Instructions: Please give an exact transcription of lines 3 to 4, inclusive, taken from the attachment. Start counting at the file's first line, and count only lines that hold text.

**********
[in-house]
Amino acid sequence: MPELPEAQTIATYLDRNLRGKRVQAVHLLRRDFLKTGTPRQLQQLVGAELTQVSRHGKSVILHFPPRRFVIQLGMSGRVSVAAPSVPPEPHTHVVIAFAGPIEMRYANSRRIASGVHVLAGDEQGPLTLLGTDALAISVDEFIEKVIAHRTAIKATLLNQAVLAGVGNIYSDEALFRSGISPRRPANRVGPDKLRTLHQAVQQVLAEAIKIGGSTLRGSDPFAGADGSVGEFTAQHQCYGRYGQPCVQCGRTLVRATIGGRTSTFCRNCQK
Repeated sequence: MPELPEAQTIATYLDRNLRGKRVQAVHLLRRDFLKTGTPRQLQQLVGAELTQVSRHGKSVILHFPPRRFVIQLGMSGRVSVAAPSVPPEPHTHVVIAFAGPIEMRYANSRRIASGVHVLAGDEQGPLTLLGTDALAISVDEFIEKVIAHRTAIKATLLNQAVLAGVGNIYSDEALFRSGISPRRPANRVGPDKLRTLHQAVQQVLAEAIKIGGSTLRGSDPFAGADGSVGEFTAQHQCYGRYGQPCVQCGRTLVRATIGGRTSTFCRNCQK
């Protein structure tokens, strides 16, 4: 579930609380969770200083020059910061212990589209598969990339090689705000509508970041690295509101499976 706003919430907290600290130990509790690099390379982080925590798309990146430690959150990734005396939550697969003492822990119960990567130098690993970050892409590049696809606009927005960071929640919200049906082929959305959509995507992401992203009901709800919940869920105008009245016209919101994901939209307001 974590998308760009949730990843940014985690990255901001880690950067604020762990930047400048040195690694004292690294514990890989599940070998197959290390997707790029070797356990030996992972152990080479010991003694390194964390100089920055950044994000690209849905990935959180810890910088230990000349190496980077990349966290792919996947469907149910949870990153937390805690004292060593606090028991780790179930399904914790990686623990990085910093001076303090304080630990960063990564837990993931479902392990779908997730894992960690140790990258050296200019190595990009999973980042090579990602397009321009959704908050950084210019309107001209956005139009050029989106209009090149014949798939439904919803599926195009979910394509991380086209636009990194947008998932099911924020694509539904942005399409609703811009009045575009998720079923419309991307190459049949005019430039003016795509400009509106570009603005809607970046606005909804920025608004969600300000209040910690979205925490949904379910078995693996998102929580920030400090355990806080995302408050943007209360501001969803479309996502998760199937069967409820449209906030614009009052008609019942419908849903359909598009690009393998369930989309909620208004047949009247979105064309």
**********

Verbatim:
Repeated sequence: MPELPEAQTIATYLDRNLRGKRVQAVHLLRRDFLKTGTPRQLQQLVGAELTQVSRHGKSVILHFPPRRFVIQLGMSGRVSVAAPSVPPEPHTHVVIAFAGPIEMRYANSRRIASGVHVLAGDEQGPLTLLGTDALAISVDEFIEKVIAHRTAIKATLLNQAVLAGVGNIYSDEALFRSGISPRRPANRVGPDKLRTLHQAVQQVLAEAIKIGGSTLRGSDPFAGADGSVGEFTAQHQCYGRYGQPCVQCGRTLVRATIGGRTSTFCRNCQK
């Protein structure tokens, strides 16, 4: 579930609380969770200083020059910061212990589209598969990339090689705000509508970041690295509101499976 706003919430907290600290130990509790690099390379982080925590798309990146430690959150990734005396939550697969003492822990119960990567130098690993970050892409590049696809606009927005960071929640919200049906082929959305959509995507992401992203009901709800919940869920105008009245016209919101994901939209307001 974590998308760009949730990843940014985690990255901001880690950067604020762990930047400048040195690694004292690294514990890989599940070998197959290390997707790029070797356990030996992972152990080479010991003694390194964390100089920055950044994000690209849905990935959180810890910088230990000349190496980077990349966290792919996947469907149910949870990153937390805690004292060593606090028991780790179930399904914790990686623990990085910093001076303090304080630990960063990564837990993931479902392990779908997730894992960690140790990258050296200019190595990009999973980042090579990602397009321009959704908050950084210019309107001209956005139009050029989106209009090149014949798939439904919803599926195009979910394509991380086209636009990194947008998932099911924020694509539904942005399409609703811009009045575009998720079923419309991307190459049949005019430039003016795509400009509106570009603005809607970046606005909804920025608004969600300000209040910690979205925490949904379910078995693996998102929580920030400090355990806080995302408050943007209360501001969803479309996502998760199937069967409820449209906030614009009052008609019942419908849903359909598009690009393998369930989309909620208004047949009247979105064309």